Racism is taking a major toll on the wellbeing of trans Canadians of colour, according to Canada’s first national report on the health and safety problems they face.
Months after releasing the largest health census on trans Canadians — which highlighted how harassment and fear of transphobia made people avoid seeking medical services —researchers from Trans Pulse Canada released an unprecedented report on the lives of racialized trans and non-binary people last week.
The survey’s creators define racialized as referring to “people and communities that experience racism.”
The majority of its respondents are Canadian-born Ontarians, mostly identifying as Black, Indigenous, and East Asian. Compared to white trans Canadians, they were more often children of immigrant parents and lived with a disability or chronic pain.
Drawing on data collected from more than 2,870 trans participants last year, the report’s biggest takeaway emphasized the results of similar studies in the U.S., which indicate that being Black, Indigenous, and/or a person of colour (BIPOC) made a trans person much more likely to be discriminated against.
Trans Canadians face more violence if BIPOC
In the last five years, nearly three in four respondents said they were verbally harassed and one in three trans Canadians of colour report being sexually assaulted. Almost one in four said they experienced physical violence.
These alarming numbers are higher than non-racialized trans communities, which are already higher than the the general Canadian population.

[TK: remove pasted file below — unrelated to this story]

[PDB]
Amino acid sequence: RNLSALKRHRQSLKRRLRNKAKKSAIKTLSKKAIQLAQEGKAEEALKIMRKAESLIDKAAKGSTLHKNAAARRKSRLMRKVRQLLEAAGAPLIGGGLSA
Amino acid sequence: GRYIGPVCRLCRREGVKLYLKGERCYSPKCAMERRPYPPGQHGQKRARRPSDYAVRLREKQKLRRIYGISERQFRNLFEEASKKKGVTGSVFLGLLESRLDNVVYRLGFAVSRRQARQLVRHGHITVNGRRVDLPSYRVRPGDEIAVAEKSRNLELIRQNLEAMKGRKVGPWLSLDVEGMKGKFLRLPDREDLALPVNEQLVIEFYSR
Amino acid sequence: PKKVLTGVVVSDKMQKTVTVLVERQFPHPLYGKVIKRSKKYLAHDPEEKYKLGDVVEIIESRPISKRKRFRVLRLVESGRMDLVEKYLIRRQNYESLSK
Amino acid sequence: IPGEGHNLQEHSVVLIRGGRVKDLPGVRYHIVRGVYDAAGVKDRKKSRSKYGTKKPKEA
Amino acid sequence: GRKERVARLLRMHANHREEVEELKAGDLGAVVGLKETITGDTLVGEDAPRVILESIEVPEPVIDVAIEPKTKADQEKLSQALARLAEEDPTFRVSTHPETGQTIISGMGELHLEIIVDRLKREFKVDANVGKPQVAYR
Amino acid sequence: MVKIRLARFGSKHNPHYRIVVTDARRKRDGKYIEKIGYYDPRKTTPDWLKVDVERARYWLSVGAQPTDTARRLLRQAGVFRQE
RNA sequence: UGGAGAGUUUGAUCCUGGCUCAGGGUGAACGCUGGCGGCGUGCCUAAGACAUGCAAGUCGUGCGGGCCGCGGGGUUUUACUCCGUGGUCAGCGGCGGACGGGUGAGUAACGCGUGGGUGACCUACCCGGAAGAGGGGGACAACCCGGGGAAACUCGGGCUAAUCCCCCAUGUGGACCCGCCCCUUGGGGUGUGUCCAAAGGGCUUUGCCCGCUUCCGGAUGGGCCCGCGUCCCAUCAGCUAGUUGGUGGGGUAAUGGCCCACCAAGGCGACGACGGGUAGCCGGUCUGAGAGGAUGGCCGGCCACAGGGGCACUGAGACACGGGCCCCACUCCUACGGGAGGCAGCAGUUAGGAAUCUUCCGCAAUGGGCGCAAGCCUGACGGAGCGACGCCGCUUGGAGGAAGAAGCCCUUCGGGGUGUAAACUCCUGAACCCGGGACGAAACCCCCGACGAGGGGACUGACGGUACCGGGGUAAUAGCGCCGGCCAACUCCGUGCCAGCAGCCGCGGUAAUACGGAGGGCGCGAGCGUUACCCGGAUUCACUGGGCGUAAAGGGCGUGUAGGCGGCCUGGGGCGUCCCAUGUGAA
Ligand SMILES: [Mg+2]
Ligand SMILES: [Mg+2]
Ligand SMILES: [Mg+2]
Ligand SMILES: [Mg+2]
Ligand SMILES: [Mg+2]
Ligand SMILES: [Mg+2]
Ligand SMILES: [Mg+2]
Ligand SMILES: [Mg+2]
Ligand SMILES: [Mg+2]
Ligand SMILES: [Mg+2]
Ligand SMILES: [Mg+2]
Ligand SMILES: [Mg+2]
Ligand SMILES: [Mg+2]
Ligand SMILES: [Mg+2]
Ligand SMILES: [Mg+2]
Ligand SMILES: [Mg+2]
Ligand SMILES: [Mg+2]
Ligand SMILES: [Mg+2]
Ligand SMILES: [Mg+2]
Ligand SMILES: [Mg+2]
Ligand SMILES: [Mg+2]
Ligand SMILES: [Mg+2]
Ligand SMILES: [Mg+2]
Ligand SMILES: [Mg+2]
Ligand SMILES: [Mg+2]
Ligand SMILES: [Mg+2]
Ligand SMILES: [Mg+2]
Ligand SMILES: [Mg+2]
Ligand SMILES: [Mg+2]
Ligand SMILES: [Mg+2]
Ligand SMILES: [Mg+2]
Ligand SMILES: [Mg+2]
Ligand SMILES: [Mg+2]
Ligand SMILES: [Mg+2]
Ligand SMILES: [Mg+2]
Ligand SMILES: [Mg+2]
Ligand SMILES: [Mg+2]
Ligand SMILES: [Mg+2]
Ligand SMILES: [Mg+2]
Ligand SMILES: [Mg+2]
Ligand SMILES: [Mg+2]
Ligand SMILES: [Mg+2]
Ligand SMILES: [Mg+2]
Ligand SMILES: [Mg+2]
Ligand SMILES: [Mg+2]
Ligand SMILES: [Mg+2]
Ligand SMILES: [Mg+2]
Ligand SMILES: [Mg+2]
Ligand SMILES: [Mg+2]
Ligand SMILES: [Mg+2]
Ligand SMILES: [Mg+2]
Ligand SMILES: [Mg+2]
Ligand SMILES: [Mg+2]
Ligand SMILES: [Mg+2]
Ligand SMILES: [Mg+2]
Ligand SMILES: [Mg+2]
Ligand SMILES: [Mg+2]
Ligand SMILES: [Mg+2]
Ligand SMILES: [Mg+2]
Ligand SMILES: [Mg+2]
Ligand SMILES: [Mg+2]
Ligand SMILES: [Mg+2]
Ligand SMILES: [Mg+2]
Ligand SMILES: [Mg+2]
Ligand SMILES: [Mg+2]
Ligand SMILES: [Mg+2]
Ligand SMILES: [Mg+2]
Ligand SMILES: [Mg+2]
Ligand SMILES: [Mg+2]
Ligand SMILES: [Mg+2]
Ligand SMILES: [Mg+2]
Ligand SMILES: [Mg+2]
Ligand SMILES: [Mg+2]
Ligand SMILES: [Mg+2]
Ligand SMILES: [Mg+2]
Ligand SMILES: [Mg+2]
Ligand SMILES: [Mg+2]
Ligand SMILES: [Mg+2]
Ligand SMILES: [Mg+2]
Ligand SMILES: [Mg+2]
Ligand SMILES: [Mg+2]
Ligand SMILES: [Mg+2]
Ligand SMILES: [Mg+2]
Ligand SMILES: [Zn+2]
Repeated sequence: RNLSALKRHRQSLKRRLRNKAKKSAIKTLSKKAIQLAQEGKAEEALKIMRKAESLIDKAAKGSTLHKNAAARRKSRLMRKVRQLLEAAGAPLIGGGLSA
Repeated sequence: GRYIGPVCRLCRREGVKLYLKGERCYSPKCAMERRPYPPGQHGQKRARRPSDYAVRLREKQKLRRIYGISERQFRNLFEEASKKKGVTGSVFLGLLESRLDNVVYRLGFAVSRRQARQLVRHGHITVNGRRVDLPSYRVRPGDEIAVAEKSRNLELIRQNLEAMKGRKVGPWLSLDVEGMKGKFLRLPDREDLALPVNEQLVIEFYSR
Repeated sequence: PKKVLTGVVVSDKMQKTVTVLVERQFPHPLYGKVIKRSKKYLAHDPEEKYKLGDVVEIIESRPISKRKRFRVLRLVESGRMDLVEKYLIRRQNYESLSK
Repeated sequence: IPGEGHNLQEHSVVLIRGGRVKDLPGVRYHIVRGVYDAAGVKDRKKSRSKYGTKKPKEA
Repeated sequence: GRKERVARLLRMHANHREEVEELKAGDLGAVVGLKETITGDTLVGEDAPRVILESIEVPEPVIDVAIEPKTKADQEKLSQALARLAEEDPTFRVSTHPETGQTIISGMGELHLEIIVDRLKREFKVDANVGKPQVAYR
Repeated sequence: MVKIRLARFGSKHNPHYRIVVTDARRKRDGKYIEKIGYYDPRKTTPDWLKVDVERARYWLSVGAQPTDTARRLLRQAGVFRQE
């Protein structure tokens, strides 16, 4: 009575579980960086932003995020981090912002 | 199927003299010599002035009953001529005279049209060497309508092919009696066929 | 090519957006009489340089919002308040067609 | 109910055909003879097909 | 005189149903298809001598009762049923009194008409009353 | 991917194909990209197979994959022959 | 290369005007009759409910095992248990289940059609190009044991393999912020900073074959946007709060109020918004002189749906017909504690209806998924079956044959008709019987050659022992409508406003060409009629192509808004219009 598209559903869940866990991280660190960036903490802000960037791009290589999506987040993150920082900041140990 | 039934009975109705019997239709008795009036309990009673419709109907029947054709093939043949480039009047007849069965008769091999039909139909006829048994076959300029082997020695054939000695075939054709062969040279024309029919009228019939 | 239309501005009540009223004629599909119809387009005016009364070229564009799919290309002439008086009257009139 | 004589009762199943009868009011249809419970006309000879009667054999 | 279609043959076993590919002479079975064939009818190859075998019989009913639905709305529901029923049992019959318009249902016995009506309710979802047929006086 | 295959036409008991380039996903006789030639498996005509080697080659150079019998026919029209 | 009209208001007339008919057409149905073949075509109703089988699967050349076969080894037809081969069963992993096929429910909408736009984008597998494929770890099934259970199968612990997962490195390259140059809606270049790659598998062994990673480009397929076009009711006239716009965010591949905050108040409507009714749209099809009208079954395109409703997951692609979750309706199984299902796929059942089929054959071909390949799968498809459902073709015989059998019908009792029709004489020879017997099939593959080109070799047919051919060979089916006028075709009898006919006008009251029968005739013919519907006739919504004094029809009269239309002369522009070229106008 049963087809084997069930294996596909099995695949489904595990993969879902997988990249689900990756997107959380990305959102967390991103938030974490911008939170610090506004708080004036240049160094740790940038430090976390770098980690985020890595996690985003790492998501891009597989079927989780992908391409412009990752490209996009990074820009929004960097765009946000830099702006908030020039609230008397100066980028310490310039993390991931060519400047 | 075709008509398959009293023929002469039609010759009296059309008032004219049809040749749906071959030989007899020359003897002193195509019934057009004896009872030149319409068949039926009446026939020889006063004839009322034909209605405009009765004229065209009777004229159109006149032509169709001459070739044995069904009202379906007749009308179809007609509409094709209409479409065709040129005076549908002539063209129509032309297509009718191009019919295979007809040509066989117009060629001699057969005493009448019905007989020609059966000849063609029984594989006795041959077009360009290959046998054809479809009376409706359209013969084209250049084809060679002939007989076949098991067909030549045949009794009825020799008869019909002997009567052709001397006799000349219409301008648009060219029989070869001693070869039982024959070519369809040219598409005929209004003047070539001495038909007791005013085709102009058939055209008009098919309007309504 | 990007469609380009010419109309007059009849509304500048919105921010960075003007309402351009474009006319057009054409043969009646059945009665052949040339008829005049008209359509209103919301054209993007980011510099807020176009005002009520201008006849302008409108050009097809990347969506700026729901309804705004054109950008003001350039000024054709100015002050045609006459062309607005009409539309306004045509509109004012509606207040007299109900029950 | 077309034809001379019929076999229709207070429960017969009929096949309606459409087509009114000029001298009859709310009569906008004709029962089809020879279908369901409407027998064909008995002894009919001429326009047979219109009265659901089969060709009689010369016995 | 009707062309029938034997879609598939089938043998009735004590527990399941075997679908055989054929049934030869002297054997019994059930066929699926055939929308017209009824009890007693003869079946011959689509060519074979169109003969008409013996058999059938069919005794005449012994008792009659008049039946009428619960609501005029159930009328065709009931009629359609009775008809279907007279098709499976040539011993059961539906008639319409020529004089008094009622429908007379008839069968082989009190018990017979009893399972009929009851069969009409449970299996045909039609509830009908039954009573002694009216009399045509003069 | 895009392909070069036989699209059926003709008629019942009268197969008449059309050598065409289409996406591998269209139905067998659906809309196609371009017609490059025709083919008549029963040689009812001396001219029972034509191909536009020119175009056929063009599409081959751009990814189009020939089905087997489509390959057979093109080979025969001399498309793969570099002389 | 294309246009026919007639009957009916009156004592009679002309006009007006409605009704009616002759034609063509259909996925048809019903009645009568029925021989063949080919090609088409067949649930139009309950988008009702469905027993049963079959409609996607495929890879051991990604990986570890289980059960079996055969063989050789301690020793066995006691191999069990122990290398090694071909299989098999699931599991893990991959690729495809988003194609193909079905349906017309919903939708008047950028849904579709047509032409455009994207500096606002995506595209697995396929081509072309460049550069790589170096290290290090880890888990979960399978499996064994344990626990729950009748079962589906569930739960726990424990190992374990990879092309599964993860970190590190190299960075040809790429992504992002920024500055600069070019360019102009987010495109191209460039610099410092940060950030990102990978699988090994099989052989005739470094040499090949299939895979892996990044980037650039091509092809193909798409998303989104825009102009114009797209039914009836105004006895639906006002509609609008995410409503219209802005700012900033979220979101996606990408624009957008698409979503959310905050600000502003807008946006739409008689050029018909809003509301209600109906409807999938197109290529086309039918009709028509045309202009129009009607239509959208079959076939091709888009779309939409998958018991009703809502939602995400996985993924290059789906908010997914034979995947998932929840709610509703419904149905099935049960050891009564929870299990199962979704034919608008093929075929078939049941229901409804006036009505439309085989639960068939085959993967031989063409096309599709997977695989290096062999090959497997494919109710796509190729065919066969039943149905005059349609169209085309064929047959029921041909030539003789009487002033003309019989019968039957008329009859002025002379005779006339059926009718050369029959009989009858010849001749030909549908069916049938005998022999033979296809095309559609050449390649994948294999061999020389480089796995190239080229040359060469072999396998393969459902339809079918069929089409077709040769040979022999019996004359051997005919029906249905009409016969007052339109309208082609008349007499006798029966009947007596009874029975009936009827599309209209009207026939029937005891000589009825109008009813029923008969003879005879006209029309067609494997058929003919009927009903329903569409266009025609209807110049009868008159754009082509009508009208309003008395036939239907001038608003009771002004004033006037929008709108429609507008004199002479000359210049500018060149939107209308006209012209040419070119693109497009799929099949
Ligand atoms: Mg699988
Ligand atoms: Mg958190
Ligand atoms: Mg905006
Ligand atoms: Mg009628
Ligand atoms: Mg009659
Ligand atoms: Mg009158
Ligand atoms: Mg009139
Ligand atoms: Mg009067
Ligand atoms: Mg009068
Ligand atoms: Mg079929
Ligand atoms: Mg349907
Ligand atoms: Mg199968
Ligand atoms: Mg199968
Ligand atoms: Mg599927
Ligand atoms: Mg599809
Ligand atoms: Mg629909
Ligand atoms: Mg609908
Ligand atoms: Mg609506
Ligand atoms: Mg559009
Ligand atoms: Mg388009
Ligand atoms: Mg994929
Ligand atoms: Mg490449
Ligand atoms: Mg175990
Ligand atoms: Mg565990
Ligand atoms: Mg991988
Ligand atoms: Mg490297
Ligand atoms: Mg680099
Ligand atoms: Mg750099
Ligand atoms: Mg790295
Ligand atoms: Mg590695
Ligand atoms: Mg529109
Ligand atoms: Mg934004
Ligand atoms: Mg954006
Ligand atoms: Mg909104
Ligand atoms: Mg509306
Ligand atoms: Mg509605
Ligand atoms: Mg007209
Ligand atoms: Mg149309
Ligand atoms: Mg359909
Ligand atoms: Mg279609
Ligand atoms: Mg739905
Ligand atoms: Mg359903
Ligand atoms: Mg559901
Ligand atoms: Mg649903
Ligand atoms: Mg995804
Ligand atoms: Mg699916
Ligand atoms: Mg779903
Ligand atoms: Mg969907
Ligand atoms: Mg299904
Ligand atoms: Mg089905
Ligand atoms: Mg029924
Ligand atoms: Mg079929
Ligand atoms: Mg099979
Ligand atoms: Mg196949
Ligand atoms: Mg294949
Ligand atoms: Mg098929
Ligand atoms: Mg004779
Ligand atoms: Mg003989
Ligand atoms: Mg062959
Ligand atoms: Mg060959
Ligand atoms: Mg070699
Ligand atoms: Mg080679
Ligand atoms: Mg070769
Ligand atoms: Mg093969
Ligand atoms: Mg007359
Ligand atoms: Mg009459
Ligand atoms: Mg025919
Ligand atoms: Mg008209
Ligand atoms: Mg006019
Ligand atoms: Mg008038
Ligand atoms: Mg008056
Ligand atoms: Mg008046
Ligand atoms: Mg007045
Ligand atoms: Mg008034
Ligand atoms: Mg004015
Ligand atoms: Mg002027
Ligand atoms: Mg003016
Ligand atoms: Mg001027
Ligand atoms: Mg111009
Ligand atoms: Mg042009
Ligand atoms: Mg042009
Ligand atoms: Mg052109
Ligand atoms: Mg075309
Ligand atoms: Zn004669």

“These are, unfortunately, common occurrences for white trans and non-binary people, but are even more common among those who are racialized,” principal investigator Greta Bauer wrote in a statement to HuffPost Canada. Bauer added that further analysis of this disparity is planned by the Trans Pulse Canada team.
Police mistrust is much higher among Trans Canadians of colour
When compared to white trans people, the biggest differences were in perceptions of police: BIPOC trans people were 23 per cent more likely to than white trans Canadians to fear police or security personnel wound endanger them. Trans racialized respondents also avoided calling the cops or 911 for an ambulance at higher rates. These statistics have dire consequences, Bauer noted.
“The inability to move safely in society and access emergency services highlights how that risk of violence is amplified when it cannot be safely addressed,” she stated.
North American activists have long criticized police treatment of trans people, especially trans Black women: Toronto city councillors and community members have demanded accountability from Toronto police after the recent death of Coco, a Black trans woman in their custody.
Trans Pulse Canada’s survey is timely, as the months-long pandemic has underscored how lacking existing medical services are for people of colour. Structural barriers to access and a dearth of race-based data have been linked to worsened outcomes in general; in the context of COVID-19, there have been more hospitalizations and higher death rates.
The medical needs of trans communities, especially within Canada, are also sorely understudied. Trans Pulse Canada’s predecessor, an Ontario-exclusive project about trans experiences from a decade ago, was the most comprehensive snapshot until recently.
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